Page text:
Saturday, January 30, 2016

The Three Hierarchs: Towers of Faith

By Metropolitan Seraphim of Kastoria

January, the month of the Holy Fathers. It begins with the figure of Basil the Great and ends with the joint celebration of the three greatest luminaries of the Three-sunned Divinity: Basil the Great, Gregory the Theologian and John Chrysostom.

They are the strongholds of piety and the writing tablet of the Holy Spirit. They are the fragrant blossoms of Paradise, and the breasts from which gushed forth the milk of salvation, according to the expression of the sacred hymnographer.1

They are the foremost of the chorus of the Holy Fathers and Teachers, who with the illumination of the Holy Spirit expressed in their time and continue to express until today with their words which are timeless, the experience of divine truth.

They did not only do this with human education, but mainly from above, which has as its center the heart of man, and they entered into the "hidden beauty"2 of divine truth and expressed this experience with words, with the sole purpose of human salvation.

It is worth for us today, besides our praises or any admiration we have for these holy figures, although this has pretty much stopped in our days, to listen to the beat of their God-bearing hearts, at the same time putting our finger on the mark of anxiousness for the truth of the faith, for which they so fought and today we compromise.

What is faith?

First, with clarity the wondrous Hierarch of Caesarea will record how faith is the unconditional acceptance of Divine Revelation and the belief that what is declared by the grace of God is the only truth.3

This faith must be contemporary and "indiscriminate", that is, we must believe without doubts what is assured to us in the word of God of Holy Scripture and at the same time what we encounter in the experiences of the God-bearing Fathers of the Church, who exist in all ages.

Basil says: "What is the special feature of faith? The without discrimination and doubt internal information and certainty that the divinely inspired words of Holy Scripture are true, information that is not shaken by any thought caused by physical need or formed for reasons that require piety."4

And the Holy Father concludes full of admiration: "We should not doubt and hesitate to believe in what was taught by the Lord, but we should have certainty that every word of God is true and can take place even if it is contrary to natural laws. This is precisely the struggle of faith."5

Second, Saint John Chrysostom calls it an "anchor". "Because such is faith: it is a sacred anchor that everywhere restrains the intellect, and then our strength becomes apparent, when one is convinced who has it to wait with virtuous hopes through impasses and difficulties, expelling disturbing thoughts."6

One who does not care nor stand on what is seen but rather on what is not seen has true faith.

This is because, adds the God-bearing father, "we do not limit ourselves only to our physical eyes, but with the eyes of the mind we imagine what is not seen. Indeed, we should consider most certain those things, rather than what we see with our physical eyes. This is faith."7

Such faith is considered the Golden Nightingale of the Church, simply because people live in the darkness of sin and idolatry and they need this enhypostatic virtue to understand both the earthly and heavenly.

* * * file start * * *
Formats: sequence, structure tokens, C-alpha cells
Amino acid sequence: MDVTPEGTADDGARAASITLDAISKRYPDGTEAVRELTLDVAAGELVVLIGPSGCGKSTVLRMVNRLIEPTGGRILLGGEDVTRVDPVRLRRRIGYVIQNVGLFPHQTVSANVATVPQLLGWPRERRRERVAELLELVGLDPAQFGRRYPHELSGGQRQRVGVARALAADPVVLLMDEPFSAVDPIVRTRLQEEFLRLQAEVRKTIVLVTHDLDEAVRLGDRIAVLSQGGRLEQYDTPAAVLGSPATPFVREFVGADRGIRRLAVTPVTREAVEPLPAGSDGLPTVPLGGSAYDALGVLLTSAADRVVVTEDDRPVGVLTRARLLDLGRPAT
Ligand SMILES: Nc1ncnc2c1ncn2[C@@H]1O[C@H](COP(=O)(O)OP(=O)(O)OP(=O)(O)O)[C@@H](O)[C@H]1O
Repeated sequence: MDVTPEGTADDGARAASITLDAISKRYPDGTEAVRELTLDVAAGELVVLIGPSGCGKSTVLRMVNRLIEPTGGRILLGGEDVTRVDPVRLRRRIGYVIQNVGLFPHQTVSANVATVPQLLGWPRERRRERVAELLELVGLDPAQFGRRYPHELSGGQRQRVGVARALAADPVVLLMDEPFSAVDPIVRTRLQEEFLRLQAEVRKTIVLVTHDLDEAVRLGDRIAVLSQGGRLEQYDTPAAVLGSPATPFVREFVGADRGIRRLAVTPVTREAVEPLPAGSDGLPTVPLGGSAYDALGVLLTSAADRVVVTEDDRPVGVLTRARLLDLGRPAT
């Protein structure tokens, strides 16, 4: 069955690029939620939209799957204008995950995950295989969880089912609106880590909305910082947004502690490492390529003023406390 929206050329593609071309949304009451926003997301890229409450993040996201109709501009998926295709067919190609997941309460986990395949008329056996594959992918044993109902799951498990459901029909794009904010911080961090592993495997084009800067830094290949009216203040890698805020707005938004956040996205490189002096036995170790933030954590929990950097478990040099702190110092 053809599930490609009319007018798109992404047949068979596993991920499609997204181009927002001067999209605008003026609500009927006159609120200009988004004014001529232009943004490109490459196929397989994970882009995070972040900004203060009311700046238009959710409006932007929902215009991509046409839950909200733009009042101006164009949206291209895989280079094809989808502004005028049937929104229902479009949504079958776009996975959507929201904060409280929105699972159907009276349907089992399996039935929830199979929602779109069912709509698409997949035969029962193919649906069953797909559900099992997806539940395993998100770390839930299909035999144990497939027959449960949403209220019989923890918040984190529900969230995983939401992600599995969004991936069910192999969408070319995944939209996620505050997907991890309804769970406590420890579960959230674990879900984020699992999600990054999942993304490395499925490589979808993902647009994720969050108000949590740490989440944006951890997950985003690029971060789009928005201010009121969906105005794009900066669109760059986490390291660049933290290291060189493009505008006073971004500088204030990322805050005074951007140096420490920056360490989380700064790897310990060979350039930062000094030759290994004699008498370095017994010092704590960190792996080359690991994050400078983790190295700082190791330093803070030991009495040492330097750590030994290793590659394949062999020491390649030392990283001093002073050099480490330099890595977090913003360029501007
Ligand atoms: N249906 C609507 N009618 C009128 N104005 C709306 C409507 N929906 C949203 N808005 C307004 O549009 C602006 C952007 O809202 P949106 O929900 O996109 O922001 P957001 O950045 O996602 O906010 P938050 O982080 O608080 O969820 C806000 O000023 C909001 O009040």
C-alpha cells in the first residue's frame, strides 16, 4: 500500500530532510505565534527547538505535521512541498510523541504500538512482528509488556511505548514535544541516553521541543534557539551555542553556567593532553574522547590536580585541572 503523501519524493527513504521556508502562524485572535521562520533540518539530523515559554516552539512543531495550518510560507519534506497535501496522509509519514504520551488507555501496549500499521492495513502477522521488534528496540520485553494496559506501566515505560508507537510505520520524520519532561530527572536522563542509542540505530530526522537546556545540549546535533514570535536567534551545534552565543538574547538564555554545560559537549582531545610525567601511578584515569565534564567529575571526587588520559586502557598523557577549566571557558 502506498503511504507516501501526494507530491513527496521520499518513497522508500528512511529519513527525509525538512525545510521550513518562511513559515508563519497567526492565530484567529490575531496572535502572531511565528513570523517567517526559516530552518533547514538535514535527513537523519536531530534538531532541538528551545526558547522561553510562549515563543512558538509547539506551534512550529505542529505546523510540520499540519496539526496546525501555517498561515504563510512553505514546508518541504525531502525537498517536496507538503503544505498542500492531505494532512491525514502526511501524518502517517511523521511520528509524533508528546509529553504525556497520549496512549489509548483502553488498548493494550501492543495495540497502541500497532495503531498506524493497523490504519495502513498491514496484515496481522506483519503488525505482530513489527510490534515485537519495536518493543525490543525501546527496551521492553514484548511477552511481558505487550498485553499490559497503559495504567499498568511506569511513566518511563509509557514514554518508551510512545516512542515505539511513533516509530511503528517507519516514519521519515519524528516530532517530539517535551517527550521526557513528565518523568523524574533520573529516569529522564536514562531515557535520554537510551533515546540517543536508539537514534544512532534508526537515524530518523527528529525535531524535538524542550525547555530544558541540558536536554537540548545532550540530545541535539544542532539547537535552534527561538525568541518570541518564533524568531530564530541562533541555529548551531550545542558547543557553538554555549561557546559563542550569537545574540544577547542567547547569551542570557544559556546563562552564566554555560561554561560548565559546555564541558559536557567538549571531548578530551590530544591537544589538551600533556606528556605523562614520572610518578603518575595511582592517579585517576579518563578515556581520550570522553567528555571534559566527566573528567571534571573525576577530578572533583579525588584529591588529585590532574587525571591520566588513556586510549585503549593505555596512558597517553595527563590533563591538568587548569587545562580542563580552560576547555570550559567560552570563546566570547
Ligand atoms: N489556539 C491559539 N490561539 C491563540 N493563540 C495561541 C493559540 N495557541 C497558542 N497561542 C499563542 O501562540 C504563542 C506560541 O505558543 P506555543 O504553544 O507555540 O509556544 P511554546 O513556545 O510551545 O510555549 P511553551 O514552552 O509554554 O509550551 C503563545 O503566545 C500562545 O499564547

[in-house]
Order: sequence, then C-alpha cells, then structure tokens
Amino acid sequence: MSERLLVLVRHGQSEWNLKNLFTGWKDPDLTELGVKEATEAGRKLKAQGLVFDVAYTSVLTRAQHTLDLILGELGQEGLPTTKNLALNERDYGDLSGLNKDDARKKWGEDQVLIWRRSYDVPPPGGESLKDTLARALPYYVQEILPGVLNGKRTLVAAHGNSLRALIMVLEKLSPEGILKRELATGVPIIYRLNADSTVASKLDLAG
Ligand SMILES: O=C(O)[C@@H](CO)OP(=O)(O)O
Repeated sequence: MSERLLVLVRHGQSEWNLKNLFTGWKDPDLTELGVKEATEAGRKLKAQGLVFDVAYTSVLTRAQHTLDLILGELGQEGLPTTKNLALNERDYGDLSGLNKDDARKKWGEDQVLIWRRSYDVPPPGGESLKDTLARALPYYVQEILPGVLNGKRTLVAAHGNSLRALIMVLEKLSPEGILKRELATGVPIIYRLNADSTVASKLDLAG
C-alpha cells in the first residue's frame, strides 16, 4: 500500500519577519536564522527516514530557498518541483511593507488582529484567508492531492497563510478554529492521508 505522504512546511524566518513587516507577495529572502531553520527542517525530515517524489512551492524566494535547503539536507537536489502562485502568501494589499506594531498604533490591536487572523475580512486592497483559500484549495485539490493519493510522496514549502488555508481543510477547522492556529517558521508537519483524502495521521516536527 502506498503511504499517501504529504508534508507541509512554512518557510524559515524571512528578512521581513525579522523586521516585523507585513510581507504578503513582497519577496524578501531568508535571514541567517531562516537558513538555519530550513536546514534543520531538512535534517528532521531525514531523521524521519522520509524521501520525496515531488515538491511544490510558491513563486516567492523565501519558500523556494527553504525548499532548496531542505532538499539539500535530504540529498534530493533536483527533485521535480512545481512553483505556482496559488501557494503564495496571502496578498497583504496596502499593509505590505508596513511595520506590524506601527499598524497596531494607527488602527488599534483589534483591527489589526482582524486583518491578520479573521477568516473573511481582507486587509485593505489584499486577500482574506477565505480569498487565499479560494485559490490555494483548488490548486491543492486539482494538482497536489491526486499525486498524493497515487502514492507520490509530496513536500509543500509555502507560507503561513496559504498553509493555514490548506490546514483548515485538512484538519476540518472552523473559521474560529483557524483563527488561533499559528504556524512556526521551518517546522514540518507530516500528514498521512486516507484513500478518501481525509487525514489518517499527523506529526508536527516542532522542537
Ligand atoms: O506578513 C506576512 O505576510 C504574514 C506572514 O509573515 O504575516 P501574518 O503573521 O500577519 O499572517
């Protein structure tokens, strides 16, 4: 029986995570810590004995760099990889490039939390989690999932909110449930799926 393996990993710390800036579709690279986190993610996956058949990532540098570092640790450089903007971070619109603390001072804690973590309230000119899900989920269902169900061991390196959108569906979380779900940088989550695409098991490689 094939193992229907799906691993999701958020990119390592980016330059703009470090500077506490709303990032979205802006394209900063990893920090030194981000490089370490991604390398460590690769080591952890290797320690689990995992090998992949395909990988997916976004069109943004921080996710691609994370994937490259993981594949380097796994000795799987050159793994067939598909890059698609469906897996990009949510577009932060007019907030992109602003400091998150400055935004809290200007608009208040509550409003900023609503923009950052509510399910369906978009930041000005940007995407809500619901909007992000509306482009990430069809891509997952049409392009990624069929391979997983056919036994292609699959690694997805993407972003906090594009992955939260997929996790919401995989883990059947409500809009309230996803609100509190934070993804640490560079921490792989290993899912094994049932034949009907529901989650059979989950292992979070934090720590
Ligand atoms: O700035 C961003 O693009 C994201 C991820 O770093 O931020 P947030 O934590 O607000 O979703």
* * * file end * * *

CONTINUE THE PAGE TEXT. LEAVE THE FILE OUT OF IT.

His words are realistic: "Do you see how great is the darkness that surrounds us and that everywhere we require faith? Only this is stable."8

"If faith is essential in order to understand well material and earthly things, even more so it is needed to understand heavenly truths and realities that are spiritual and supernatural."9

Third is "simple agreement" according to the Theologian, Saint Gregory, Archbishop of Constantinople. To agree with what is ordered and written in the law of God.

When one is in this wavelength, they do not seek explanations, nor logical proofs, but they try to have their hearts living with the presence of Christ who will guide them "in all truth."

In his Dogmatic Poems the voice of the Theologian is telling: "If everything is obvious, then what is faith? Because faith is an unconditional agreement. When you came to faith, such a thing was not promised to you, namely wealth, freedom from care, health and the blessing of children, but a higher life and what we expect. We expect heavenly things, not earthly."10

This faith of the Fathers, perfect faith, which is strength without resistance, is needed today in our time.

In the murky crossroads of unbelief and the threatening clouds of atheism, which cover the hearts particularly of young people, there is imperatively displayed the need for faith in the person of Christ.

Let us believe as we are taught by our Holy Church.

Let us accept that which was handed down to us by these golden mouths of speech.

Let us keep as a precious treasure the way and method which they followed.

When we believe in God like this, then "we will not fear, but we will have God as our refuge and strength and quick help in the tribulations we face."11


1. Aposticha for the Feast of the Three Hierarchs.

2. Gregory the Theologian, "Fifth Theological Oration", ch. 21.

3. Basil the Great, "Discourse on Faith", ch. 1.

4. Basil the Great, "Rules", Rule 80, ch. 22. PG 31, 868.

5. Ibid. Rule 8. PG 31, 712.

6. John Chrysostom, "On the 115th Psalm", ch. 3. PG 55, 324Α.

7. John Chrysostom, "On Genesis", Homily 63, ch. 5.

8. John Chrysostom, "On Colossians", Homily 5, ch. 3.

9. John Chrysostom, "Απόδειξις του χρησίμως τας περί Χριστού και εθνών και της εκπτώσεως Ιουδαίων προφητείας ασαφείς είναι", Homily 1, ch. 2.

10. Gregory the Theologian, Dogmatic Poems, "On Providence" 2.

11. Basil the Great, "On the 45th Psalm", ch. 3.

Source: Translated by John Sanidopoulos.

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